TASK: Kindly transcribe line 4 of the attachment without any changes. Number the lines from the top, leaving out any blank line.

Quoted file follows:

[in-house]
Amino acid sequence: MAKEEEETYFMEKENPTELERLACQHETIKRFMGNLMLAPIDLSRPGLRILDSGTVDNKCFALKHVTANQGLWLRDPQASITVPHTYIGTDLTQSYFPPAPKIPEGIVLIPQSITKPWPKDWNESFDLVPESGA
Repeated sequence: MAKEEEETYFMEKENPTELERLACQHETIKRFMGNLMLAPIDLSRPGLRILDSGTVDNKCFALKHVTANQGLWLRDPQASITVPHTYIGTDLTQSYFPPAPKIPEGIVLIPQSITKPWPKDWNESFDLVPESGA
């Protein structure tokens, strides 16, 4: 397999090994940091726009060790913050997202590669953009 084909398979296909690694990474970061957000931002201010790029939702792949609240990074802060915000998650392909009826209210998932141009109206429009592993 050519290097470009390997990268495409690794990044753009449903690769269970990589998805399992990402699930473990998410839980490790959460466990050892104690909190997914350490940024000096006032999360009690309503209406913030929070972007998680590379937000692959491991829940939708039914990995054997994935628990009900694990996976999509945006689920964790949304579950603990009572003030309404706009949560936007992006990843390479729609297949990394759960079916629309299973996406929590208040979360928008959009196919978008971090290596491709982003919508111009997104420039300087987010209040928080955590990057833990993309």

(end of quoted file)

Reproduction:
């Protein structure tokens, strides 16, 4: 397999090994940091726009060790913050997202590669953009 084909398979296909690694990474970061957000931002201010790029939702792949609240990074802060915000998650392909009826209210998932141009109206429009592993 050519290097470009390997990268495409690794990044753009449903690769269970990589998805399992990402699930473990998410839980490790959460466990050892104690909190997914350490940024000096006032999360009690309503209406913030929070972007998680590379937000692959491991829940939708039914990995054997994935628990009900694990996976999509945006689920964790949304579950603990009572003030309404706009949560936007992006990843390479729609297949990394759960079916629309299973996406929590208040979360928008959009196919978008971090290596491709982003919508111009997104420039300087987010209040928080955590990057833990993309």